If he is a Coppelion representative of the ones on the fence, then the Ozu sisters, Shion and Kanon, represent the rage of a humanity manufactured. The Ozu's are part of the Coppelion division but they have long since abandoned any notion of being helpful to the cause of human endeavour. For them, humans are a problem not the reason the Coppelion exist. All along they fight against the fact that one day, all of the Coppelion will drop dead and cease to exist, leaving them without a raison d'Ítre. If their lives are short, why are they wasting it fighting for people who made sure they were built to clean up the adults messes? The show mixes up the angst of the Coppelion, representative of Japanese youth who are coming to terms with the fact that they are expected as their parents were to take care of their progenitors, with the timely use of a man-made disaster triggered by human greed and indifference. The plague that surrounds the Tokyo area was made by an energy crisis whose solution got out of hand and blew up, killing thousands and endangering millions. It's notable that this anime was supposed to go into production as the same time the Fukushima Daiichi nuclear disaster happened but was postponed until after. For my money, I'd have pressed ahead with the production if only to make people in Japan even more aware of how close they came to disaster with the actual event. As it happened, the show came out a few years later but still has things to say about its real life counterpart. The area around Tokyo is a no-go area, the government doesn't know how to deal with it, the public don't know the truth of what happened in those fateful hours before the accident and the young people in the story are the ones dealing with the results. Anime could never be accused of being all that subtle but even Coppelion deftly makes it point without beating me to death with it. In the end, the medical team lives up its creed of helping people by following Gandalf from Lord of the Rings in his advice of: "All we have to decide is what to do with the time that is given us."
If there is one problem with Coppelion, it's that it is too damned short. At only thirteen episodes, the show spends the first half setting up the mystery of the citizens of Tokyo that the team tries to find them. Once found, we are quickly introduced to the residents of the Planet (a bio-dome within the city where the occupiers can will without hazard suits), the people behind the supply service, the remains of the army brigade who were abandoned and their nutcase leader and Ozu twins plus Haruto. It's almost like they were afraid they wouldn't get a second season and wanted to get everything into the box. The show tries and mostly succeeds in telling the hopes and fears of the medical team and each of them gets to shine. Where the show has to work fast, it plays out its cards with a capable hand using intonation and reaction to get its point across. Naruse and Haruto might be love with each other but it's never said. Not that it matters, because Naruse and he work well as friends long before their feelings are hinted at. Same goes of the two other girls. Taeko gets her moments, takes a back seat for a while and comes back with a blast at the very end. Aoi is very nearly the character in need of rescuing all the time but she proves that she is supposed to be on the team but taking a stand when she needed to. The supporting cast are good and they get to shine in the little moments that the show allows. The animation is relatively good with a very deliberately chosen dead and lifeless palette with the gang having to deal with clouds of plague carrying toxicity while the sun adds colour whenever it comes through the grey skies. The action scenes are a mixture of CG and cel animation and it works even if it's not pushing the medium all that much.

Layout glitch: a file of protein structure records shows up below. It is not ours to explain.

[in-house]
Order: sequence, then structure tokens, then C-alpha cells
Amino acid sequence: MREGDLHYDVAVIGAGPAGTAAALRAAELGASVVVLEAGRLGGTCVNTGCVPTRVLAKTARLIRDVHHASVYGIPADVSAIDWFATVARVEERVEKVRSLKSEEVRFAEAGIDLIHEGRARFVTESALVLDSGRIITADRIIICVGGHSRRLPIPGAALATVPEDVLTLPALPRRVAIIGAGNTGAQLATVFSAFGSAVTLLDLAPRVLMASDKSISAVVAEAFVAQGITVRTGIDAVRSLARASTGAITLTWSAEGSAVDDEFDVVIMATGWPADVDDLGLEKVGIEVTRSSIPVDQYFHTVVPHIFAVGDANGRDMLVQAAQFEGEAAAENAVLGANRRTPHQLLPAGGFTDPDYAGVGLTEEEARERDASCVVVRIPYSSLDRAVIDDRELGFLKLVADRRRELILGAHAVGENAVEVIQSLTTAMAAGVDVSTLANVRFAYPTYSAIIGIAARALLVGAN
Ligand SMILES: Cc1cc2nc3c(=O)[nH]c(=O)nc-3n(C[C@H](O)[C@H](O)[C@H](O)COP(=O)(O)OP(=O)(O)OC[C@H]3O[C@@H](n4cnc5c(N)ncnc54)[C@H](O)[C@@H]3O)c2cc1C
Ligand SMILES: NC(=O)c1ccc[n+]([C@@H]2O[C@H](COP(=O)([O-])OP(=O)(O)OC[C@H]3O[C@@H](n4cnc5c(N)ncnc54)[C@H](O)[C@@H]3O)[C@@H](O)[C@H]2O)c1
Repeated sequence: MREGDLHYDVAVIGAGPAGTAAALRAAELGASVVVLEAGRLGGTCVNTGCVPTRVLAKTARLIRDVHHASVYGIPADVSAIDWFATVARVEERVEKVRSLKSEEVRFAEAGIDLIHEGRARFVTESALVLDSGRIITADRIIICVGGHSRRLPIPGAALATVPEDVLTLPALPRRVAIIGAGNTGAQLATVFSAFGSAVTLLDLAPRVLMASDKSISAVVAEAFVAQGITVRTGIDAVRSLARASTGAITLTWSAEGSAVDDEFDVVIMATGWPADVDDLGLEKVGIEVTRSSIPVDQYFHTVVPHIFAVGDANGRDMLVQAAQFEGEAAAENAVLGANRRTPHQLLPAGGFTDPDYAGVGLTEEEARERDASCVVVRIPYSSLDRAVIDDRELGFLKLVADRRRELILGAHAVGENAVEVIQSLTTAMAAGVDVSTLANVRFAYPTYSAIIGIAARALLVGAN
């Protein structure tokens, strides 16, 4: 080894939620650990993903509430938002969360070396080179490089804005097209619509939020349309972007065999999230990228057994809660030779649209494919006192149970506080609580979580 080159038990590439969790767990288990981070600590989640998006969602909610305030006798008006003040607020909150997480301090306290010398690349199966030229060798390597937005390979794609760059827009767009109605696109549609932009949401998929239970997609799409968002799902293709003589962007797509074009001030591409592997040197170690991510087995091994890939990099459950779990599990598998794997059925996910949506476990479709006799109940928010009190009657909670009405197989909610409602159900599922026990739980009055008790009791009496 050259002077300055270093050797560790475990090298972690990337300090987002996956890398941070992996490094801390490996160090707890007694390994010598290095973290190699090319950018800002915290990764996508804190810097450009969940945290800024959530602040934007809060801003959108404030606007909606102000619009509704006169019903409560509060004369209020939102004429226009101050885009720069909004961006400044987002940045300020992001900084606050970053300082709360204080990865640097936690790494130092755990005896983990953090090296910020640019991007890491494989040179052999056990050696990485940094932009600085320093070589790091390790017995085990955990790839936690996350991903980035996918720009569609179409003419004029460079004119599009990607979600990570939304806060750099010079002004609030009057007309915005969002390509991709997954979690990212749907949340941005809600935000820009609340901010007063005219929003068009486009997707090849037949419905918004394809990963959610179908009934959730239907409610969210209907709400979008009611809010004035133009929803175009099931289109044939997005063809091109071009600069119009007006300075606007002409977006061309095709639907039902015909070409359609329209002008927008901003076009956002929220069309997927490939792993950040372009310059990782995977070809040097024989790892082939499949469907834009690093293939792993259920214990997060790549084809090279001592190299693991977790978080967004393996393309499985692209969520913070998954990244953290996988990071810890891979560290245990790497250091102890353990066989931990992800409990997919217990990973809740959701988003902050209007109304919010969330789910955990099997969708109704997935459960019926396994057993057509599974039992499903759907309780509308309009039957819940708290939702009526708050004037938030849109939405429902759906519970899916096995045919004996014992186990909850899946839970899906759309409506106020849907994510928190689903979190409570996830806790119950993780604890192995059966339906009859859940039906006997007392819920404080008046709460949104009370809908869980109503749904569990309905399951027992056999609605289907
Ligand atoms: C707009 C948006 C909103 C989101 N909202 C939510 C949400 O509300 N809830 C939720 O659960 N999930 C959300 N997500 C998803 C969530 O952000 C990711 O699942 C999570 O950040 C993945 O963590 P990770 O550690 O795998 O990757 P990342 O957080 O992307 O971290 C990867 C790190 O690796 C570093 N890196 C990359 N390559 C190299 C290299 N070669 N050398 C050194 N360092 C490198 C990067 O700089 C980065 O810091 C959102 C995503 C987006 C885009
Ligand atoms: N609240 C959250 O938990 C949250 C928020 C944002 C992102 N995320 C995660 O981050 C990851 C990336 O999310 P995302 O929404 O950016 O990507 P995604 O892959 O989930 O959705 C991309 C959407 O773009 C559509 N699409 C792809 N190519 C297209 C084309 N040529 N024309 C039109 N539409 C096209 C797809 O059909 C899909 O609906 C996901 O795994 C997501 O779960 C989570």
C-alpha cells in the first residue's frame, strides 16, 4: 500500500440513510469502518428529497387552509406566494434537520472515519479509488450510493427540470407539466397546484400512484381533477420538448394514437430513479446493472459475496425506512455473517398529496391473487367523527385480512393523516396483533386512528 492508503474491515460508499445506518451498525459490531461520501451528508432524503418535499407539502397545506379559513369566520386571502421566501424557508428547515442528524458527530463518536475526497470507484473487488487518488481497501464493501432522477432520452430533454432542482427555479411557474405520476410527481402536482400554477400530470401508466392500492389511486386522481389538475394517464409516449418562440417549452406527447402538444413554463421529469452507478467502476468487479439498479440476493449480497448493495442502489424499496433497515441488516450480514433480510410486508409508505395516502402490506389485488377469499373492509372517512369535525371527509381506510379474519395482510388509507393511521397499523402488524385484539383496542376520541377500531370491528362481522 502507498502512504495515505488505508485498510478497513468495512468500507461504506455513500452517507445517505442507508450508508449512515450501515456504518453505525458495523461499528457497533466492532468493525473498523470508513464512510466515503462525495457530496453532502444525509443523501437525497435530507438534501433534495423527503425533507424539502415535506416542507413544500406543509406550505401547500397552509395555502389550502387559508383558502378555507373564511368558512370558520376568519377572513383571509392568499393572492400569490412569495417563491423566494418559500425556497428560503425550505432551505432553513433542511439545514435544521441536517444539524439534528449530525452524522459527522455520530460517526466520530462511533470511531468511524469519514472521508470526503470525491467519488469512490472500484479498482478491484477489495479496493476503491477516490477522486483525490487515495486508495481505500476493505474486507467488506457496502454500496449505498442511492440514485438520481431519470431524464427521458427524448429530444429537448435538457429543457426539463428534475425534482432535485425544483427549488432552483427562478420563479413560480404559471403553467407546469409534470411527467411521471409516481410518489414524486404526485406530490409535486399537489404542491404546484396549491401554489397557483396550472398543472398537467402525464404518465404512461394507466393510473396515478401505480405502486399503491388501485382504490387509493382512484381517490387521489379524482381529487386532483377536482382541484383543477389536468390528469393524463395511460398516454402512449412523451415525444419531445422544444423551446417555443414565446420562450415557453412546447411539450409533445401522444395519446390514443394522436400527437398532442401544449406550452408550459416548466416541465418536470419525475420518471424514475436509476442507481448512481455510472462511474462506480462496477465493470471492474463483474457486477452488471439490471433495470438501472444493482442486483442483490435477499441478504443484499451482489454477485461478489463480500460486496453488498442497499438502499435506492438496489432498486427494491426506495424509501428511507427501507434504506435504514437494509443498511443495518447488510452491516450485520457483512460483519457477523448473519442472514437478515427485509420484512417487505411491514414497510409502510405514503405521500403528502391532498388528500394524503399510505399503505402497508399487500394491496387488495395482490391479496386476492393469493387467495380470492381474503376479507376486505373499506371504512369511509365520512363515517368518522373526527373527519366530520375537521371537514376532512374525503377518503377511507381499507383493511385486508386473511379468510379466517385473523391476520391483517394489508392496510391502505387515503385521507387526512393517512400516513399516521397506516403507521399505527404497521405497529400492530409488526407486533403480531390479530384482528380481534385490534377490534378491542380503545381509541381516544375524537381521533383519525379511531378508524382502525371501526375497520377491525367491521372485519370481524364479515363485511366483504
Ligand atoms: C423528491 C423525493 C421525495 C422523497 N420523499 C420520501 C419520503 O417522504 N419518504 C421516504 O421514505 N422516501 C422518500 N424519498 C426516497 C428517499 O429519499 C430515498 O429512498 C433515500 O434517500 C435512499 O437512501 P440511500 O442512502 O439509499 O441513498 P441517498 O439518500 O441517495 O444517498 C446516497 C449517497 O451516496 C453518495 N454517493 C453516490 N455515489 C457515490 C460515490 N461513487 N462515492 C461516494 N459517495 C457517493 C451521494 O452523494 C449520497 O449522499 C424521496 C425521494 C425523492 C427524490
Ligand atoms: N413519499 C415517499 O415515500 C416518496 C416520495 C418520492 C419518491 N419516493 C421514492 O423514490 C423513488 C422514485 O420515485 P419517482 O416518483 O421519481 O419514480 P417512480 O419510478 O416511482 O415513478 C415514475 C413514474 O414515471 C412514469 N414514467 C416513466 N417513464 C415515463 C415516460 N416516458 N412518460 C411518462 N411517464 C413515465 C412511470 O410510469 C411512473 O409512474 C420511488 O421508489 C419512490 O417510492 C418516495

I liked the dub (especially since Richard Epcar is in there!) and the original version is its own boss but there are moments in the English version where the characters end up talking themselves silly in an attempt to match the lip flap of the original Japanese dialogue. I really don't think people speak like this even in Shakespearean English but hey, it's not the worst dub I've ever heard. Longtime anime song writing/singing team ANGELA provides the opening and closing themes so they give a good tone to the episodes and I can't praise the direction of the series in general enough. This being a Kaze UK release, the disc is very basic and won't win any awards for extras or presentation but then, I suspect that Kaze actively don't care all that much about things like that in the UK and Ireland.
For the price you pay, Coppelion is worth your time. Whether it has any rewatchability is highly subjective but I hope with the statement at the end of the final episode that we get to see more of the Dispatch 3rd Special Force Coppelion again.